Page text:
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Los Angeles to Ventura Beach

April 13, 2018

With the two hour time difference, I was awake quite early this morning. Since we were not meeting up with the rest of our crew until 11:30 when their flights got in, Julie and I did a driving tour of Los Angeles to see the sights.  Traffic was appalling at early morning rush hour at 7:30 a.m. but we had a great driver.  driver finally made it up to the Griffith conservatory los angeles.apr13 (3)and got a great view of Los Angeles and the Hollywood sign.

Then we drove back into town and saw some of the sights including the Chinese theater and all the walk of fame stars.

We didn’t have time for much else, so we headed back to meet up with 4 more of our team.  It took time to drive out of LA.  Our first stop was lunch right on the beach in Malibu.

The rest of our folks are from Texas except for Wayne from Fayetteville.  They all got up at the crack of dawn to make it into LA by 11 a.m.

After lunch we went to a Driscoll Berry farm operation.  We could not take pictures, but it was quite impressive.  We saw row after row of high tunnel production of strawberries, blueberries, raspberries and blackberries.  They are trying some new cutting edge technology like producing the strawberries on narrow chambers about 4 feet off the ground, to make planting and picking easier, but also keep the fruits off the soil.  They are trialing a commercial automated harvester.  It was a wonderful private tour which ended with some really great fresh raspberries.  driscolls.apr13 (4)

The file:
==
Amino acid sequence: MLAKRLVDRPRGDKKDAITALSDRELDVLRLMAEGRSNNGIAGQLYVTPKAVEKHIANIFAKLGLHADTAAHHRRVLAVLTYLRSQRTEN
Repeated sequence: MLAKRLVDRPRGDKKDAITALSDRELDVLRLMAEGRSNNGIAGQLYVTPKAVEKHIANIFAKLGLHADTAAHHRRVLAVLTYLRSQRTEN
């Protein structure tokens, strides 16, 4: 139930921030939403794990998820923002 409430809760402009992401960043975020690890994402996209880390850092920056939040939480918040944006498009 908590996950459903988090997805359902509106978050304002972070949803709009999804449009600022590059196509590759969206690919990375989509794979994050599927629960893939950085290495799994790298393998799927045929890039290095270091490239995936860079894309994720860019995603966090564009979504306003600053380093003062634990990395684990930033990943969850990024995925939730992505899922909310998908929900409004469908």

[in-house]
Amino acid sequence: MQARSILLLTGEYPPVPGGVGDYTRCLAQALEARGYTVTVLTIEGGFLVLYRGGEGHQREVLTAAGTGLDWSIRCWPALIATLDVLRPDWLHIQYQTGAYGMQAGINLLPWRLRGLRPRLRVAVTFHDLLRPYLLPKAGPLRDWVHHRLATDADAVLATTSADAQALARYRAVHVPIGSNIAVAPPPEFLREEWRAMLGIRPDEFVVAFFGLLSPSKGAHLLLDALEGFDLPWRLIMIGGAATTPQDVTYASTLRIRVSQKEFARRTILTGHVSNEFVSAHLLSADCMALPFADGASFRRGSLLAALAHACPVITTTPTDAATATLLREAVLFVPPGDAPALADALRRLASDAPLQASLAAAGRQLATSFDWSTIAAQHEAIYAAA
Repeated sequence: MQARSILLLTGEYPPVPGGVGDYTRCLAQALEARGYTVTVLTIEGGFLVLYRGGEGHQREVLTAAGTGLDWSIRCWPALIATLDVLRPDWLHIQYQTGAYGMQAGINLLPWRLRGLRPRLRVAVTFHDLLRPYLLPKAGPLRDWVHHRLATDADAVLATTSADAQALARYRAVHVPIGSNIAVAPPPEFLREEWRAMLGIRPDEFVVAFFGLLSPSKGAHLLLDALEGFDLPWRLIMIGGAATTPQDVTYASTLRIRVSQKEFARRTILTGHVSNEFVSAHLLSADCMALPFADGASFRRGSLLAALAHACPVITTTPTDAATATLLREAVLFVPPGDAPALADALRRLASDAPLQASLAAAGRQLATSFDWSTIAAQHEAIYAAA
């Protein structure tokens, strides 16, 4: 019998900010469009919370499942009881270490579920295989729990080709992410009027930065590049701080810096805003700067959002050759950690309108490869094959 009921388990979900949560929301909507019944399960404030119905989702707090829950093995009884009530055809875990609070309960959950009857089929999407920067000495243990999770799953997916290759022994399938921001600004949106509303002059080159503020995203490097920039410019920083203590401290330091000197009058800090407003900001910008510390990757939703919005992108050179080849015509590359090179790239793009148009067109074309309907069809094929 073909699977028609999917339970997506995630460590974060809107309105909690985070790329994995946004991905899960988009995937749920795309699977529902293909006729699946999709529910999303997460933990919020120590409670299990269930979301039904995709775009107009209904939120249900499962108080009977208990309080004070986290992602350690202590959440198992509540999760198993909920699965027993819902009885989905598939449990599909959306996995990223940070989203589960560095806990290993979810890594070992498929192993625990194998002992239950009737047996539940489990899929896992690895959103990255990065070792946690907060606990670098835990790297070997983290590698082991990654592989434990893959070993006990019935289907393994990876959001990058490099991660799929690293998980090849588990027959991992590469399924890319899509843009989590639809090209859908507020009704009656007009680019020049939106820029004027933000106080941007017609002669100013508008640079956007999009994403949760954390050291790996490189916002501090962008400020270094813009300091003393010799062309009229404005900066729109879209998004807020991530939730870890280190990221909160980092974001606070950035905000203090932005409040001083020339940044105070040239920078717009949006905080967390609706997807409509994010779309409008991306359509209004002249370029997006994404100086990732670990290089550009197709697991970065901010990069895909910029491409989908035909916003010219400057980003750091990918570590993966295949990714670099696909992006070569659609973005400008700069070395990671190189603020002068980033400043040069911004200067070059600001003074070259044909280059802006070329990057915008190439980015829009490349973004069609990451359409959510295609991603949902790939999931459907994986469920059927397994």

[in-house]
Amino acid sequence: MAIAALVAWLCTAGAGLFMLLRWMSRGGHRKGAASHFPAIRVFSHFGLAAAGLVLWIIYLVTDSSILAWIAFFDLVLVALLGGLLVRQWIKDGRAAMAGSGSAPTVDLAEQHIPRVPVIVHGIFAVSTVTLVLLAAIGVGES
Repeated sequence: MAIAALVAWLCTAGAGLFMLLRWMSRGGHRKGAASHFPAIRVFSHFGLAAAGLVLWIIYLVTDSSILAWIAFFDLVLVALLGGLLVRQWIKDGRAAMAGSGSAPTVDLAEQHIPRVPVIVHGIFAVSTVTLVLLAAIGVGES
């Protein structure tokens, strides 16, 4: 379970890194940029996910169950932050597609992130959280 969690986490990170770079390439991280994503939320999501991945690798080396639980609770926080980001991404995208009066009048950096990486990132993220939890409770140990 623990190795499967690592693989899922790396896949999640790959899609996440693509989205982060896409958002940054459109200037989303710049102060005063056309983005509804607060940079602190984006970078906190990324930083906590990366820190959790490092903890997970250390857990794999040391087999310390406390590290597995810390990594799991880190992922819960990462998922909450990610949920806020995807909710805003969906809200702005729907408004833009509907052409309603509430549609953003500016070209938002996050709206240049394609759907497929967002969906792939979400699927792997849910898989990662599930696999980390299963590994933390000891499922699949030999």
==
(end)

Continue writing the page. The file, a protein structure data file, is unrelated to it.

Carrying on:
It was really hard to see so many great photo opportunities, and not be able to take a picture.  The honeybees were really working inside the high tunnels, and the quality and quantity of the fruit was impressive.  It will make me appreciate those little clam shells of fruit I buy at the grocery store.

Then it was on to our hotels.  We have 3 different locations, so we are a bit spread out.  We met up for dinner on the pier, with a beautiful sunset.

It was a very full day, but Julie and I at least had a bit more rest than the rest of our group.  Tomorrow we meet before 7 a.m. so another full day, this time going from flower field to flower field.  I can’t wait!

Los Angeles – Plant Trial trip

April 12, 2018

Julie and I left Little Rock this morning and had a very uneventful day flying to Los Angeles.  Our first stop was Houston and we experienced a wonderful and quick dining experience.  All throughout the airport there were iPads set up where you could sit down and order your food and pay.  It was easy, fast and quite entertaining. No waiting in lines and the service was great.  There are over 8,000 iPads in use in Houston airport.  Newark airport also has the service.  What a great concept.

We landed in Los Angeles to sunny skies and warm temperatures with palm trees swayingpalm.jcapr.12 (65).  By late afternoon, it got windier and much colder.  We did walk the area around our hotel and found such a wealth of plants already blooming.  We saw their version of statice- Sea lavander

and so many succulents from agave,

ice plant, ice plant jcapr.12 (44)1echeverias and aeoniums.